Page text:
Robert Harris’s new novel opens on a bleak evening in 1468, as a young priest makes his way wearily towards the village of Addicott St George. The parish parson, Father Thomas Lacy, has recently died and Christopher Fairfax has been sent by the Bishop of Exeter to oversee the burial. It’s supposed to be a quick job but, when Fairfax arrives, he begins to hear rumours of murder that he feels bound to investigate. Even worse, he makes shocking discoveries in Father Lacy’s study: the former priest was dabbling in dangerous heresies, which seem to have had some bearing on his mysterious death. And that, my friends, is all I feel able to say before the cut. I will add that I found this an engaging, amusing and unexpectedly engrossing novel, and that if you’ve enjoyed Harris’s earlier works you would do well to give this a go. But The Second Sleep is a novel best approached in complete innocence. If you haven’t yet read it, but think you might like to, I urge you to stop right here. Don’t read past the cut, where there will be spoilers. Come back when you’re done and, while you’re reading, pay attention. Those with sharp eyes will realise pretty swiftly that all is not quite as it seems.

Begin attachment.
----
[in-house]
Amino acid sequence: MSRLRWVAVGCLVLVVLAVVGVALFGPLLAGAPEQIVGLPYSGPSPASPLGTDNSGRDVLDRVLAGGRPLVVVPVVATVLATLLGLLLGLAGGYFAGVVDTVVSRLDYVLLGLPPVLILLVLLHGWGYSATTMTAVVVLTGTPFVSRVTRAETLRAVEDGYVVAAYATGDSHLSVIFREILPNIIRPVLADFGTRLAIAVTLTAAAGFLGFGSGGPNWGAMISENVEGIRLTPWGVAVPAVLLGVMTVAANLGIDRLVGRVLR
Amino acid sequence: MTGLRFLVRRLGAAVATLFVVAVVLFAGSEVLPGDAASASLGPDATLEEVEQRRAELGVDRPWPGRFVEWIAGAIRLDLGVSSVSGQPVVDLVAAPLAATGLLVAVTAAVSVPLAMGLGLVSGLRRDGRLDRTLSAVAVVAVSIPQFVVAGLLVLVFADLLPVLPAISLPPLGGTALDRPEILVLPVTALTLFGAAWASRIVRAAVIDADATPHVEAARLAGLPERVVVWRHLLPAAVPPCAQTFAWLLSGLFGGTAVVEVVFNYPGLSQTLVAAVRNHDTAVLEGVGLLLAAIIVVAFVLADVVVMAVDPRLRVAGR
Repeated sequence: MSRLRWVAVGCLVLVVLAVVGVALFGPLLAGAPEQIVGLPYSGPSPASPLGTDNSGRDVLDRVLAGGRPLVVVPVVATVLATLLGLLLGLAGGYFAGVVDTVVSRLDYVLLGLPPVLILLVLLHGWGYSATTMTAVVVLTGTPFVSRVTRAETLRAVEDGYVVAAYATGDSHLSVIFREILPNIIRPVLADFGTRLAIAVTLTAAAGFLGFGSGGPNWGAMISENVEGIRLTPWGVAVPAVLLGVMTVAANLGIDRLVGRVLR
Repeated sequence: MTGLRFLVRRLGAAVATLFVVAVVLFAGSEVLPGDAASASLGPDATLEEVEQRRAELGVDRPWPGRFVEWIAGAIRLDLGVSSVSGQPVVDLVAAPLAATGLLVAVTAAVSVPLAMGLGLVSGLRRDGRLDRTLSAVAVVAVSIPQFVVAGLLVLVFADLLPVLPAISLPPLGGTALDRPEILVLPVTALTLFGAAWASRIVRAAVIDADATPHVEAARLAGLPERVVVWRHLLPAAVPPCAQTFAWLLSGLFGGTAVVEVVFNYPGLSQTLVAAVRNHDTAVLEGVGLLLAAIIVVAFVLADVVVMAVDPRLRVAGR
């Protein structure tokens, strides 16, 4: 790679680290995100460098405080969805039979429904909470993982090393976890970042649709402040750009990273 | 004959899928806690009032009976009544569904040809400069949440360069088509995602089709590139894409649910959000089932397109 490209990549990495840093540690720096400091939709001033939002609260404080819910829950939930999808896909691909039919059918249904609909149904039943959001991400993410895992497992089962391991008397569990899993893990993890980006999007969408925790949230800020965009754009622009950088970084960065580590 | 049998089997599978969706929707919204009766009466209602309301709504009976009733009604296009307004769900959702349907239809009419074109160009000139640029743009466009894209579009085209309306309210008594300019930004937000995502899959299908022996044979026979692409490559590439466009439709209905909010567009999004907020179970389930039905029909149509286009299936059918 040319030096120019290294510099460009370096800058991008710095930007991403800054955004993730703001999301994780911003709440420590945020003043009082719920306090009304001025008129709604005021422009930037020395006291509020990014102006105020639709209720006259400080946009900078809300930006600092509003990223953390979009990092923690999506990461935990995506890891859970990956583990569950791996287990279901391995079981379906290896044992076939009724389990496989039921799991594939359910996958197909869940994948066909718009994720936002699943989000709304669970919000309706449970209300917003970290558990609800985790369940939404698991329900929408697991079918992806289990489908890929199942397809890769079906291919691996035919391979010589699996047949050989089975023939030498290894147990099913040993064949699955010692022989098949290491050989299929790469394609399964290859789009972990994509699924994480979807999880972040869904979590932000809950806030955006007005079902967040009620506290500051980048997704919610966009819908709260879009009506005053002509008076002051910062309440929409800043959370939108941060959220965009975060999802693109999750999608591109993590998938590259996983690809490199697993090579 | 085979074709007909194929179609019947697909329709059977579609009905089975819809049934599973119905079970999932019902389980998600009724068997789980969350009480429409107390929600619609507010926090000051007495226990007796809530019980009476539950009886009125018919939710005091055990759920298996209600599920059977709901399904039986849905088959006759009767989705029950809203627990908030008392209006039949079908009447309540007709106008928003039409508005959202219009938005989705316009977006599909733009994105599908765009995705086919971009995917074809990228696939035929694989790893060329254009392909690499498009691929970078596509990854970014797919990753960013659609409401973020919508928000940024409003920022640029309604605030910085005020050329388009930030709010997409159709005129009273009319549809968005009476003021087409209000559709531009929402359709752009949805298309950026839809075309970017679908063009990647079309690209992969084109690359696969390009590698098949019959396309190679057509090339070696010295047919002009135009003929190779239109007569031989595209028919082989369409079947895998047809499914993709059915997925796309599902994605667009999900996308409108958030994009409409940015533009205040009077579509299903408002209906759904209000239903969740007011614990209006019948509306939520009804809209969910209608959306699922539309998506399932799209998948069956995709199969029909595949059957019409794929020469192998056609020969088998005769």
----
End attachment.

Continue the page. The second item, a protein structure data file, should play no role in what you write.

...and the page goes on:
For me, it was the ‘common parakeet‘ which flies out of the darkness and startles young Fairfax. I’m no ornithologist but I know that a parakeet has no place in medieval England. The long-case clock in the parsonage also gave me pause, although I didn’t feel confident enough about horological history to be absolutely certain. But I definitely knew something was up when Fairfax discovered The Proceedings and Papers of the Society of Antiquaries in Lacy’s study (the Society was founded in 1707). There are further playful hints before things are made explicit: consider Fairfax’s admiration of ‘ancient glass … completely clear and smooth, with none of the rippling effect produced by modern glazing‘. By now, sirens were going off in my head, and I hardly needed the contents of Father Lacy’s curio cabinet to make things clear. With his customary sleight-of-hand, Harris tips our expectations on their head and turns our notion of history inside-out. And, as we follow Fairfax in his investigations, the quest gains new urgency: we no longer seek to understand what happened to Father Lacy, but also what happened to ourselves.